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Acute poisonings with organophosphate pesticides occur often. The acute phase is characterised by muscarinergic (miosis, bradycardia, hypotension, dyspnoea, cyanosis, salivation, vomiting, and diarrhoea) and nicotinergic symptoms (fasciculations, cramps, paralysis) as well as multiple central nervous manifestations (headache, anxiety, generalised weakness, confusion, convulsion, and coma) caused by an irreversible inhibition of acetylcholinesterase (AChE). In some patients the acute cholinergic crisis is followed by an intermediate syndrome characterised by weakness of proximal limb muscle, neck flexors, and respiratory muscles and paralysis of motor cranial nerves due to a neuromuscular junctional defect. A delayed polyneuropathy manifested as distal motor polyneuropathy may appear 2 to 3 weeks after poisoning.1
In addition, a limited number of case studies are available describing extrapyramidal manifestations after acute organophosphate poisoning such as dystonia,1 2 rest tremor,2cog wheel rigidity,2 and choreoathetosis.2-4Only one study describes a case of possible organophosphate induced parkinsonism. However, there was no clear relation between poisoning and extrapyramidal symptoms due to chronic organophosphate exposure and, in addition, numerous episodes of acute intoxication.5
To our knowledge, no patient has previously been documented presenting with the complete picture of transient severe parkinsonism including bradyphrenia, rigidity, rest tremor, akinesia, impairment of speech and swallowing, and salivation after acute organophosphate intoxication and, in addition, having a marked improvement after treatment with amantadine.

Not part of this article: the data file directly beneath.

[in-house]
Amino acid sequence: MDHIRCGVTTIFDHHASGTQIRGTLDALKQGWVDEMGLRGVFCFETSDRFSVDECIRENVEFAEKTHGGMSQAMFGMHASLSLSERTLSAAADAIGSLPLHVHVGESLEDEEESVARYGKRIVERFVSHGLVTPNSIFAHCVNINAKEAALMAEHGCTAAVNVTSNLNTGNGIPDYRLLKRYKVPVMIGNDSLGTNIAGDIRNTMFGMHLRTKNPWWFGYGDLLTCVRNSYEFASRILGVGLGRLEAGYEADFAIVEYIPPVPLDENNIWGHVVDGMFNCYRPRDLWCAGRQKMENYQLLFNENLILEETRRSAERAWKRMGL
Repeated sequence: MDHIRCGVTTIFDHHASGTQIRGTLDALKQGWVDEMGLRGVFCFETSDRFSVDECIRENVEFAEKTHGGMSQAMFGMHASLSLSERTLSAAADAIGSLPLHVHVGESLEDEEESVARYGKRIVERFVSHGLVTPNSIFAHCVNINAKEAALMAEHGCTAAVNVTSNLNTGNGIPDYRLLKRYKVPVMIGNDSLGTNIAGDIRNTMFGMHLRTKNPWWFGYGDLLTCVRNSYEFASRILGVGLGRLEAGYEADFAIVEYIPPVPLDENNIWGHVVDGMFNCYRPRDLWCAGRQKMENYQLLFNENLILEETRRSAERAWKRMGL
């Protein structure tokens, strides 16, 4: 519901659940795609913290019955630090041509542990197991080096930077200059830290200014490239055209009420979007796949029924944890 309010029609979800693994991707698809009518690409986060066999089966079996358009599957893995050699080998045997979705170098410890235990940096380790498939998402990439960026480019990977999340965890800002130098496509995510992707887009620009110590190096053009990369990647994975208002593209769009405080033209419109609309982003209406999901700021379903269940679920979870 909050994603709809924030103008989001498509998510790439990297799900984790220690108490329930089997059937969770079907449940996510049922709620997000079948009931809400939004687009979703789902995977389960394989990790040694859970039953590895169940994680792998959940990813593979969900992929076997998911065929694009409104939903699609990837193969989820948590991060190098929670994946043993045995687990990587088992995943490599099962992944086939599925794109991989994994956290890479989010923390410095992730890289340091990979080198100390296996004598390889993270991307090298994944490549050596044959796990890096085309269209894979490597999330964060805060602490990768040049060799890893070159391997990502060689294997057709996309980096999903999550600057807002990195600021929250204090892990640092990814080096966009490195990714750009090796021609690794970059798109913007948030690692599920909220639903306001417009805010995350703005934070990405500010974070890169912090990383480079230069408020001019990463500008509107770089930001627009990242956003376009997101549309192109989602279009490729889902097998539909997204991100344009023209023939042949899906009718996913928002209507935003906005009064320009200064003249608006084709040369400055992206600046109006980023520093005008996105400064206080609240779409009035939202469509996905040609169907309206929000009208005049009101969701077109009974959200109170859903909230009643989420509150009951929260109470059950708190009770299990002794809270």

The 56 year old male patient ingested an unknown dose of the organophosphate demeton-S-methyl-sulphone (Metasystox R) in a suicide attempt. He was admitted to the intensive care unit with unconsciousness, cyanosis, dyspnoea, miosis, bradycardia, and hypotension and required mechanical ventilation. Plasma cholinesterase (PChE) was less than 1%. He was treated with obidoxime and atropine (14 days) and haemoperfusion was carried out four times. On day 6, the patient regained consciousness but remained immobile and confused. Neurological examination on day 7 disclosed a positive Babinski’s sign and bilateral hyperreflexia. On day 8, rigidity of all limbs, akinesia, and rest tremor of about 6 Hz in both hands were noticed for the first time. Therefore, the diagnosis of diffuse hypoxic encephalopathy was suspected but on day 10 pyramidal signs disappeared. On day 11, the concentration of PChE reached the normal range. The same day the patient was taken off mechanical ventilation but because of persistent salivation, disturbance of swallowing, and consecutive aspiration it was needed again for 24 hours. Even after complete pulmonary and cardiovascular stabilisation the patient remained completely immobile, unable to turn around in bed or to speak. Because rigidity, tremor, akinesia, and bradyphrenia persisted on day 24 the diagnosis of parkinsonism was suspected and treatment with amantadine intravenously (300 mg/day) was started. Within 1 day there was marked improvement of consciousness, orientation, mobility, and speech. Furthermore, salivation, and disturbance of swallowing improved and, therefore, feeding by tube was no longer necessary. Only 6 days later, on day 30, the patient left the intensive care unit and moved to the neurological department. Due to a continuous improvement treatment with amantadine was stopped on day 40. After discontinuation no relapse occurred. When the patient was discharged on day 61 he had completely recovered from parkinsonian symptoms.